I am so very frustrated and angry that Elon Musk is musking twitter. I don't care about losing a hundred followers (even though I was just on a nice round number until this happened), but I do care about the loss of community, the loss of key vectors for getting information, the loss of important ways to, yes, market, the stuff that I do, and especially, the loss of a key way that the CDSN communicates.
It ain't gone yet, but twitter's future ain't bright. I will stick around and hope that this is a phase or that the community of people can resist the bad stuff. The thing about twitter and all social media is that the stuff that is most important are the users--they set the tone, they create the value, they make it worthwhile or not. I stopped being a twitterevangelist years ago when I started to get that my experience was not the experience that women, LGBTQ+, African-Americans, and others from historically excluded communities were having. I never got much grief on twitter--some, but not much. One rape threat, I don't recall any death threats, and more than a few insults, but nothing that really affected my day to day experience. So, I stopped pushing it quite so energetically.
But I still recommended that people join even if they don't post. Twitter was and maybe still is a good way to find interesting research before it gets published and find out when such stuff is published and to get good takes on events as they occur. The folks who are really sharp on Ukraine, for instance, have provided tons of insights on the war since it started. As a curious person and as a scholar of International Relations, I have found twitter to be super useful for good (and bad) info.
As hinted above, it is terrific for networking. I know far more people in the DC national security community, in the Canadian journalism scene, and more. After I realized how mighty white my feed was, I made an effort to follow people of color in and beyond North America, in and outside of poli sci and IR. It is just so cheap (free except for the selling of my information by twitter) to meet and learn from all kinds of folks. It can be a time suck, but I found it incredibly rewarding.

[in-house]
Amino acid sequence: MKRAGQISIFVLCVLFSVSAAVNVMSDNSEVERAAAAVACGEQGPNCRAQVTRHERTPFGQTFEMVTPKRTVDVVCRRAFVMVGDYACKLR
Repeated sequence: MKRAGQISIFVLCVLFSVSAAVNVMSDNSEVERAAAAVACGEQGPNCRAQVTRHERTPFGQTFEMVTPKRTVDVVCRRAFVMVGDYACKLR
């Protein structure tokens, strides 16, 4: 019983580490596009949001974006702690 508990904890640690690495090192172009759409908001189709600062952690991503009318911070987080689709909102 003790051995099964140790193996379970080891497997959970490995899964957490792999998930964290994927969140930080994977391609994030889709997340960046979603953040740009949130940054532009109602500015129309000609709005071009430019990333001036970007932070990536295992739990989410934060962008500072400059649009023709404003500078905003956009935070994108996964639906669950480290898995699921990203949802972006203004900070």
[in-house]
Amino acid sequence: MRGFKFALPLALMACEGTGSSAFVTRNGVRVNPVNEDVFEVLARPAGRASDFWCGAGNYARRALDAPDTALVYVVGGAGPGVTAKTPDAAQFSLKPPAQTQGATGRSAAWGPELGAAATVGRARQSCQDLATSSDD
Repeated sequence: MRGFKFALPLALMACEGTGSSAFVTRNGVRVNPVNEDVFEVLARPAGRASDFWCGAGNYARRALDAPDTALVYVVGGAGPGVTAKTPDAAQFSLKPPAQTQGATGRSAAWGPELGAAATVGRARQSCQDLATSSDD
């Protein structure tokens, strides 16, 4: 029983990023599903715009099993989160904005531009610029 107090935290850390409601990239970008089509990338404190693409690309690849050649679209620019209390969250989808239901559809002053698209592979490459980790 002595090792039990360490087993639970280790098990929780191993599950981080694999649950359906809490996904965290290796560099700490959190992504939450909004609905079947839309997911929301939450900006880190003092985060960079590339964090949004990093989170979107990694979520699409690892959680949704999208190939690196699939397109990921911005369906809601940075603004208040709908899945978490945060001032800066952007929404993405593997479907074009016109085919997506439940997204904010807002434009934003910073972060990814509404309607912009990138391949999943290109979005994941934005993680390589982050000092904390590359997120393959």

What now? Well, my first step was to find out that I already had a long comatose Mastodon account: @email@example.com or https://mastodon.social/@smaideman. I haven't figured out Mastodon yet... and you can tell as I currently have more followers than posts. That probably won't last. It seems decent, but the federated nature--that there are different "instances" of Mastodon on different servers, which makes connecting a bit tricky--is a challenge. The servers can be slow, but posting pics is getting faster all the time, and I needs to meme. Oh, and I realized that I mispelled my preferred name for social media (smsaideman) and am now stuck with smaideman, which is growing on me.
I may try other alternatives, but, of course, this will mean yet more time sucks as I monitor and participate in twitter, mastodon, and whatever else. Hmmm. Can there be too many social media outlets? Well, yeah. Because if the communities that I have enjoyed get fragmented, I really don't want to do the work to make sure I get what I used to get on twitter. But my biggest neurosis is FOMO, so I expect to be trying more than a few alternatives.
Anyhow, just posting here as this will always be where I post my half-baked thoughts that are more than 140 or 280 or 500 characters.
Good luck in the confusing days ahead!
|and yes, I will continue to rely on the same|
set of memes while generating new ones from
time to time.
Yes - I feel a real sense of grief for losing the community of people I've met on Twitter, even if the loss isn't in effect yet. Mastodon seems like it can be a fun place to operate, but it will take time to replicate what we had, and perhaps we never can fully.
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